Police officers conducting a traffic stop nearly suffered opioid overdoses after being exposed to the potent painkiller fentanyl in a New Hampshire community.
Two deputies with the Rockingham County Sheriff’s Office made a veichle stop Monday night and became suspicious the woman inside might be carrying drugs in a pill bottle in her center console. They opened the container, exposing an unwrapped powder later confirmed to be fentanyl, which both officers subsequently inhaled, reports WMUR.
The pair began feeling sick and were rushed to the Exeter Hospital where they received a dose of the overdose reversal drug Narcan. Both sheriff’s deputies were released and are already back on the job.
“They opened the container, at which point the powdery substance that was inside became airborne,” Maj. Darin Melanson said Friday, according to WMUR. “That’s unusual, because normally it’s usually in plastic wrap or something like that, but in this case, it was a loose powder.”
First responders are increasingly being exposed to potent narcotics like fentanyl, a synthetic painkiller roughly 50 to 100 times more powerful than morphine, and other, even more powerful analogs of the substance. A firefighter exposed to opioids suffered an overdose behind the wheel of an ambulance while driving an overdose patient to the hospital in Ohio Nov. 9.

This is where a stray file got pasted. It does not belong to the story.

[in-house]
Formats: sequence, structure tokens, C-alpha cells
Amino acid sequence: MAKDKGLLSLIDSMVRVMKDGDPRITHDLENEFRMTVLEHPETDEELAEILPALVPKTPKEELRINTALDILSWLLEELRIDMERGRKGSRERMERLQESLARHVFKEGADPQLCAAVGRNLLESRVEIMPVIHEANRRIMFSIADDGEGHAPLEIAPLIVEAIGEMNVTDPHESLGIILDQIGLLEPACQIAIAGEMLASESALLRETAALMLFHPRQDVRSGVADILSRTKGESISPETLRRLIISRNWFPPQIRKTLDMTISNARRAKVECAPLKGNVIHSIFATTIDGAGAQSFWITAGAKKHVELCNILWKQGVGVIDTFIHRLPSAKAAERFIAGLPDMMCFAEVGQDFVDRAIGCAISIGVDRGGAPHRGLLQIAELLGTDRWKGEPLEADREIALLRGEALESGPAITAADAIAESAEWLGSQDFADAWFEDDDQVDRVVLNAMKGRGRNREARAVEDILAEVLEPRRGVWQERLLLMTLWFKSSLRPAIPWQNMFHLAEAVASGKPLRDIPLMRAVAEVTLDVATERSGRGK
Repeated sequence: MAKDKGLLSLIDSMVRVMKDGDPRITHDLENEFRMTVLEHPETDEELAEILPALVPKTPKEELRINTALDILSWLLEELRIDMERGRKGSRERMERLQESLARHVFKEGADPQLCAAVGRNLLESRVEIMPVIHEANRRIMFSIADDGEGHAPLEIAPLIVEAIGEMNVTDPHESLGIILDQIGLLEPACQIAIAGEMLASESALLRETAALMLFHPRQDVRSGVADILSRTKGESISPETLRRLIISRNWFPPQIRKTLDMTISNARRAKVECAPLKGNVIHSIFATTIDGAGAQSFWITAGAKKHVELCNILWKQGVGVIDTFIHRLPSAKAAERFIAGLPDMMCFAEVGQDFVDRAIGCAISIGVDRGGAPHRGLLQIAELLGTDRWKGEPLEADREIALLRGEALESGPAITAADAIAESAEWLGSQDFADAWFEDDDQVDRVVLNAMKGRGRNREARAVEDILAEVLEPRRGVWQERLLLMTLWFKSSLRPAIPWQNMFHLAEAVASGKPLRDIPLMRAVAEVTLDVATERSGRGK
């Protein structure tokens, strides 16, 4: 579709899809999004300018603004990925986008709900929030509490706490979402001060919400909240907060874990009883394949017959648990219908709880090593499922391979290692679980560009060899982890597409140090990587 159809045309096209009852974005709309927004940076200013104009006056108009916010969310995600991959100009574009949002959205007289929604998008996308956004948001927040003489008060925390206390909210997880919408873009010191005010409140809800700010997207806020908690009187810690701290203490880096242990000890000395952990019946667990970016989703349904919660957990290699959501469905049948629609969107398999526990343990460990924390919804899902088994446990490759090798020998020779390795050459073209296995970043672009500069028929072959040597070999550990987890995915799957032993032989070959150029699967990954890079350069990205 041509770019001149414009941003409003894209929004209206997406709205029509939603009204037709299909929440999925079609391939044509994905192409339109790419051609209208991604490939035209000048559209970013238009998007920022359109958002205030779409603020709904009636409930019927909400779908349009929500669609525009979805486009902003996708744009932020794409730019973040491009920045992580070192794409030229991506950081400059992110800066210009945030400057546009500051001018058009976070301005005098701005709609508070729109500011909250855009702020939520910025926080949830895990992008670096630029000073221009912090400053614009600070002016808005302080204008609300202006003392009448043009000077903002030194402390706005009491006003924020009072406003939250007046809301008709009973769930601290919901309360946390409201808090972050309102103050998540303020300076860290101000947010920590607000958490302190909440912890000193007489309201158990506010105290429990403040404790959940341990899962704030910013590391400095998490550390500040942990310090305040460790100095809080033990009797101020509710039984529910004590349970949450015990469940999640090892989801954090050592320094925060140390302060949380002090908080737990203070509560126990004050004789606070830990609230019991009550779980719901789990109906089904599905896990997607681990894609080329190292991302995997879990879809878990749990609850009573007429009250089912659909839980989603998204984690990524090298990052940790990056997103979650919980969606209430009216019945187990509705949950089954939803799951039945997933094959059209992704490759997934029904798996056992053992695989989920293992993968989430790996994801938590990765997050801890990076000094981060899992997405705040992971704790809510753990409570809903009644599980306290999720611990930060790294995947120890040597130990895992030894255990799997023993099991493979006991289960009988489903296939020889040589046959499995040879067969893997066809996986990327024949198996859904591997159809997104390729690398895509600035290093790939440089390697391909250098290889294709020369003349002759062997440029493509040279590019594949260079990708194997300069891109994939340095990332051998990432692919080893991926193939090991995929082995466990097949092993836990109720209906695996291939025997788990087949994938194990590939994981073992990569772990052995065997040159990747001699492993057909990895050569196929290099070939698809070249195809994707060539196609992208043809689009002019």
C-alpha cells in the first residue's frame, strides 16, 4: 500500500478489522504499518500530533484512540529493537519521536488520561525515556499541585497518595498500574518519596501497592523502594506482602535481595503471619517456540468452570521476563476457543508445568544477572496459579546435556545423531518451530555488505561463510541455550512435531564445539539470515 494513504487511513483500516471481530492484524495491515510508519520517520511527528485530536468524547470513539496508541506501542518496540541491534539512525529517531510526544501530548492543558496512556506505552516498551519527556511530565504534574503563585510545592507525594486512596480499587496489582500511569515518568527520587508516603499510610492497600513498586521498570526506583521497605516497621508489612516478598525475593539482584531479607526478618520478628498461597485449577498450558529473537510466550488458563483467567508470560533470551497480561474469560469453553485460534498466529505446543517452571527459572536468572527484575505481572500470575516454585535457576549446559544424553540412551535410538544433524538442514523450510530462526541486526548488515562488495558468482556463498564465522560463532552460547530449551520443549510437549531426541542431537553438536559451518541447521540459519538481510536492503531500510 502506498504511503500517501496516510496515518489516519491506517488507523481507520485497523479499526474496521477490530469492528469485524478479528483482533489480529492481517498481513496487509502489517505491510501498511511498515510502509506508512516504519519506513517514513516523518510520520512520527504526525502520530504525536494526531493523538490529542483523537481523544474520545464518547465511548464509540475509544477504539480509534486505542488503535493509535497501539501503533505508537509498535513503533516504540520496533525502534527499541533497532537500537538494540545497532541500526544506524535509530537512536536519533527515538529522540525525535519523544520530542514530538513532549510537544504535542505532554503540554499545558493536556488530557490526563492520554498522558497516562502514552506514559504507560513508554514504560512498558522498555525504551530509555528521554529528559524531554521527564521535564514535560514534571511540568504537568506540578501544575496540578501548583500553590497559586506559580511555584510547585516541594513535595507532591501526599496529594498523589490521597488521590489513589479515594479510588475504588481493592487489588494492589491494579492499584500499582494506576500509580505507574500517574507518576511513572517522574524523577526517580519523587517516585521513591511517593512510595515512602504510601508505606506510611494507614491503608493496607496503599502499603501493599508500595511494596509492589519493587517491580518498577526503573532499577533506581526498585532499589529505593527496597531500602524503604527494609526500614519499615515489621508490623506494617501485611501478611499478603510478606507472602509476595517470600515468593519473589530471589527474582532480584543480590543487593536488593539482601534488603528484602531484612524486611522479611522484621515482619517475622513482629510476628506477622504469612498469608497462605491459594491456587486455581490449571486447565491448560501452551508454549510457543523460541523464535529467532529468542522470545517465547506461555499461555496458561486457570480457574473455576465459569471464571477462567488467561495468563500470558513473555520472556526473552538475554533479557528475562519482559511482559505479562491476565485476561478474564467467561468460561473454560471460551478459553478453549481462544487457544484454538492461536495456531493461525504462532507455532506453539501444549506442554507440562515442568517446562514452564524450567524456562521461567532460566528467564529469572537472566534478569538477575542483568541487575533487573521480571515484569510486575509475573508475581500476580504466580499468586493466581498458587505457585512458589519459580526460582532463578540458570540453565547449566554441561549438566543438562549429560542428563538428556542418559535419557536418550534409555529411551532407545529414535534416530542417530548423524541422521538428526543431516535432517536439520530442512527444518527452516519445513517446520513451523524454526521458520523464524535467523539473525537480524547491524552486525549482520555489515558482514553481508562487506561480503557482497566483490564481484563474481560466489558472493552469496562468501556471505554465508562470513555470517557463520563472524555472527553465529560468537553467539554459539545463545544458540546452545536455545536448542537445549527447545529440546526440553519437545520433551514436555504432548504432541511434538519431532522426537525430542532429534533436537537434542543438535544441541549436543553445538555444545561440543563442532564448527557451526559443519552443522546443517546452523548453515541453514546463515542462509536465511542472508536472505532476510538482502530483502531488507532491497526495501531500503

The firefighter-paramedic was in the ambulance when he began to feel ill and have vision problems. His partner managed to take control of the veichle and safely stop it before administering a dose of the overdose reversal drug Narcan to his partner. The overdose patient and the firefighter were subsequently taken to the hospital for treatment, where another six firefighters were decontaminated for exposure using showers.
The Drug Enforcement Administration issued new guidance to first responders across the country in June on how to handle heroin and other narcotics due to the increasing prevalence of fentanyl.
Deputy Attorney General Rod Rosenstein warned it only takes two milligrams of fentanyl, “the equivalent of a few grains of table salt,” to cause a fatal overdose.
Content created by The Daily Caller News Foundation is available without charge to any eligible news publisher that can provide a large audience. For licensing opportunities of our original content, please contact email@example.com.